In The Presbyterian Controversy: Fundamentalists, Modernists, and Moderates (by Bradley J. Longfield, 1991) the author gives short biographies of key men during the controversies in the Presbyterian denomination from 1922 to 1936. The fundamentalists are represented by J. Gresham Machen (1881-1937) and William Jennings Bryan (1860-1925), with Henry Sloan Coffin (1877-1954) representing the liberals.
Coffin said he was a “liberal evangelical.” He stated the basis of how he thought theologically thus:
The life of men with Christ in God preserves its continuity through the ages; it has to interpret itself to every generation in new forms of thought. Under old monarchies it was the custom on the accession of a sovereign to call in the coins of his predecessor and remint them with the new king’s effigy. The silver and the gold remain, but the impress on them is different. The reminting of our Christian convictions is a somewhat similar process: the precious ore of the religious experience continues, but it bears the stamp of the current ruling ideas in men’s view of the world…The remolding of the forms of its convictions does more than conserve the same quantity of experience; a more commodious temple of thought enables the spirit of faith to expand the souls of men within.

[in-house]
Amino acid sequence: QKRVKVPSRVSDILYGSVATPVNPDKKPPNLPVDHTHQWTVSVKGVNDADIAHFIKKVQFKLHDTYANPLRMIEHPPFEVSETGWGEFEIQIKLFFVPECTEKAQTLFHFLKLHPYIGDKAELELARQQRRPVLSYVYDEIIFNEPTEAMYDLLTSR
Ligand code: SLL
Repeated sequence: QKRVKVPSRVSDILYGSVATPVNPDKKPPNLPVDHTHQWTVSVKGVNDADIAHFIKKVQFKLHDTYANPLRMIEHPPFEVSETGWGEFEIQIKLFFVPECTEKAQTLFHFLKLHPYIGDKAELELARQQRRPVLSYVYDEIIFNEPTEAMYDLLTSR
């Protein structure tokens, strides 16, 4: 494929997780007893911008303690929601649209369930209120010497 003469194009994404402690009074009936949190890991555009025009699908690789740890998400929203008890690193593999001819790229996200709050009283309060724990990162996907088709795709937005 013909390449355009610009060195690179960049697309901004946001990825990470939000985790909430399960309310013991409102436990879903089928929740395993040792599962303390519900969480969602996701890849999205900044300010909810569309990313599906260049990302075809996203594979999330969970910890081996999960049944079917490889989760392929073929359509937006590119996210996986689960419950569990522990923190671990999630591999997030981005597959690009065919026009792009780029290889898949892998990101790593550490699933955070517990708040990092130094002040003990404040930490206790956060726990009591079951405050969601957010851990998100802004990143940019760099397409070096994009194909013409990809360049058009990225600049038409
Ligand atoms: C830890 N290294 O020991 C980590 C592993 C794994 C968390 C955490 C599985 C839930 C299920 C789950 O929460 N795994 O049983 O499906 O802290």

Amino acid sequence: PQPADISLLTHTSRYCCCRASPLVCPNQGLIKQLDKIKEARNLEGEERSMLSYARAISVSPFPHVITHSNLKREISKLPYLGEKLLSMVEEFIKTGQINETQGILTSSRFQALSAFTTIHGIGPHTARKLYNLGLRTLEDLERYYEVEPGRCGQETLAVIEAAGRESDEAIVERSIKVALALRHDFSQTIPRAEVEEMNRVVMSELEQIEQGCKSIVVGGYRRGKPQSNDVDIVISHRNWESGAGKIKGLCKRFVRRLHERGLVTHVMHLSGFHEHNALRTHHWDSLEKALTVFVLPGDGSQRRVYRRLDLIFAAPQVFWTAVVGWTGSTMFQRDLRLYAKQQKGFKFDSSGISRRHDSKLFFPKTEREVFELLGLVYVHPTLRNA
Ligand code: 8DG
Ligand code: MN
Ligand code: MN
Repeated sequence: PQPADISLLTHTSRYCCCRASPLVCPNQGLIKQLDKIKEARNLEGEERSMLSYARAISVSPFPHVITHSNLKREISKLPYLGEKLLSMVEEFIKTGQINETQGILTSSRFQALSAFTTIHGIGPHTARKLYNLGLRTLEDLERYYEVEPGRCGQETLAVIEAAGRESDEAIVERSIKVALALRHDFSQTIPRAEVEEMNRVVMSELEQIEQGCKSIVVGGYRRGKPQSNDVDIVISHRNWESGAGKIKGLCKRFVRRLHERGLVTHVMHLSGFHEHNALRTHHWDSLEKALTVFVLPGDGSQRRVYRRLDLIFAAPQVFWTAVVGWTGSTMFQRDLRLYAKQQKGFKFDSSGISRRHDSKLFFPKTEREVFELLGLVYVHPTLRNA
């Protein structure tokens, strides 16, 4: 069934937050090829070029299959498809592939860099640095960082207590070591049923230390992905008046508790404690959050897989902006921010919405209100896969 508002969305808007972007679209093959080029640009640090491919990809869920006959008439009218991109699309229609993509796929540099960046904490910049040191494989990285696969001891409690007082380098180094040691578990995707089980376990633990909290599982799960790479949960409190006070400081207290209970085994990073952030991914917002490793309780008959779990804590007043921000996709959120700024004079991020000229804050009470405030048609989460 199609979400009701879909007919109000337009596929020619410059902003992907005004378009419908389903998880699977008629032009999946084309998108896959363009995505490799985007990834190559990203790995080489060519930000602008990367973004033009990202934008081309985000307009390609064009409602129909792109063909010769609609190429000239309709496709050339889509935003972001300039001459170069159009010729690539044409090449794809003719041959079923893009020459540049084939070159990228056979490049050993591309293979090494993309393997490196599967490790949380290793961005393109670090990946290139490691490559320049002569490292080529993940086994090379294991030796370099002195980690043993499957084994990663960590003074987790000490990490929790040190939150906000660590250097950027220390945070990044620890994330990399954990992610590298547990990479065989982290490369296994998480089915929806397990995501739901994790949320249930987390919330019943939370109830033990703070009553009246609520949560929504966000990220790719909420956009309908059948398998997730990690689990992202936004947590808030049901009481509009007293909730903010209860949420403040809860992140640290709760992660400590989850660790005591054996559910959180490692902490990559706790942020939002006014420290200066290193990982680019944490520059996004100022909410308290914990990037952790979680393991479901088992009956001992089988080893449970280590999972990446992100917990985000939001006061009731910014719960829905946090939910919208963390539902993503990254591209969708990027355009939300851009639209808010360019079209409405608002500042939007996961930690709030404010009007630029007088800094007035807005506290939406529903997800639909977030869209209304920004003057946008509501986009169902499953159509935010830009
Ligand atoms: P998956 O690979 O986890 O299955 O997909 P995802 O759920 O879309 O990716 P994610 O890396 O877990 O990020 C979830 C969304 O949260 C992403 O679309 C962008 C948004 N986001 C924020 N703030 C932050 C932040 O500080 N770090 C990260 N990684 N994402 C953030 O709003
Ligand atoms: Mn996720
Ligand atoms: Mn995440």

Unsurprisingly Coffin denied the inerrancy of Scripture, and viewed religious experience as the unchanging foundation of the Christian faith (a la Friederich Schleiermacher [1768-1834]). What is important “is not the orthodoxy of our doctrine, but the richness of our personal experience of God.” He believed that the Bible isn’t the final authority, Jesus is. He asserted that it didn’t matter whether Jesus was virgin born or not, what mattered is “what He can do for us.” The doctrine of the Trinity was “only a man-made attempt to interpret Him who passeth understanding,” and since doctrinal creeds and confessions must be changed to accommodate new times, “each age must revise and say in its own words what God means to it.”